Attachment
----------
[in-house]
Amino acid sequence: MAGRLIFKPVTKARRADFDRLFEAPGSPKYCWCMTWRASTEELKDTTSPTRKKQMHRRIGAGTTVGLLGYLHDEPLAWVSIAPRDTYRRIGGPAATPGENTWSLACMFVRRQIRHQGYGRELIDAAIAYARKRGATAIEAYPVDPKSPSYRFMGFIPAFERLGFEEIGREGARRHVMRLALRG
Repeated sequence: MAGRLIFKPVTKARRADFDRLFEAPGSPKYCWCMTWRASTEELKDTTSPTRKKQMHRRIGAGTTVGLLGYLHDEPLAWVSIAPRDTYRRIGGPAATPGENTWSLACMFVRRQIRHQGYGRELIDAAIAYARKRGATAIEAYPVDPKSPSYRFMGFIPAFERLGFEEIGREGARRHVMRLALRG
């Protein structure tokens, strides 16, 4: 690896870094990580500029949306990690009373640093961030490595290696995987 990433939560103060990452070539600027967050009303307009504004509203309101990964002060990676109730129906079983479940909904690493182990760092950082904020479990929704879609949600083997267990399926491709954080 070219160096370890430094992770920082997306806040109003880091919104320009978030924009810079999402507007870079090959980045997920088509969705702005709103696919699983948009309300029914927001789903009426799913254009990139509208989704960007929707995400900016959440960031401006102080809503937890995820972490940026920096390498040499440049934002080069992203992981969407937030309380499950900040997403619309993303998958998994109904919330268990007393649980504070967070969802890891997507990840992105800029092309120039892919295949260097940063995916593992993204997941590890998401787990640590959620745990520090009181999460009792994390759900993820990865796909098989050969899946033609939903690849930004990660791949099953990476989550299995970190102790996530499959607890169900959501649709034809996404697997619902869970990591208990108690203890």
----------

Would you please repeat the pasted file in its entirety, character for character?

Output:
[in-house]
Amino acid sequence: MAGRLIFKPVTKARRADFDRLFEAPGSPKYCWCMTWRASTEELKDTTSPTRKKQMHRRIGAGTTVGLLGYLHDEPLAWVSIAPRDTYRRIGGPAATPGENTWSLACMFVRRQIRHQGYGRELIDAAIAYARKRGATAIEAYPVDPKSPSYRFMGFIPAFERLGFEEIGREGARRHVMRLALRG
Repeated sequence: MAGRLIFKPVTKARRADFDRLFEAPGSPKYCWCMTWRASTEELKDTTSPTRKKQMHRRIGAGTTVGLLGYLHDEPLAWVSIAPRDTYRRIGGPAATPGENTWSLACMFVRRQIRHQGYGRELIDAAIAYARKRGATAIEAYPVDPKSPSYRFMGFIPAFERLGFEEIGREGARRHVMRLALRG
């Protein structure tokens, strides 16, 4: 690896870094990580500029949306990690009373640093961030490595290696995987 990433939560103060990452070539600027967050009303307009504004509203309101990964002060990676109730129906079983479940909904690493182990760092950082904020479990929704879609949600083997267990399926491709954080 070219160096370890430094992770920082997306806040109003880091919104320009978030924009810079999402507007870079090959980045997920088509969705702005709103696919699983948009309300029914927001789903009426799913254009990139509208989704960007929707995400900016959440960031401006102080809503937890995820972490940026920096390498040499440049934002080069992203992981969407937030309380499950900040997403619309993303998958998994109904919330268990007393649980504070967070969802890891997507990840992105800029092309120039892919295949260097940063995916593992993204997941590890998401787990640590959620745990520090009181999460009792994390759900993820990865796909098989050969899946033609939903690849930004990660791949099953990476989550299995970190102790996530499959607890169900959501649709034809996404697997619902869970990591208990108690203890």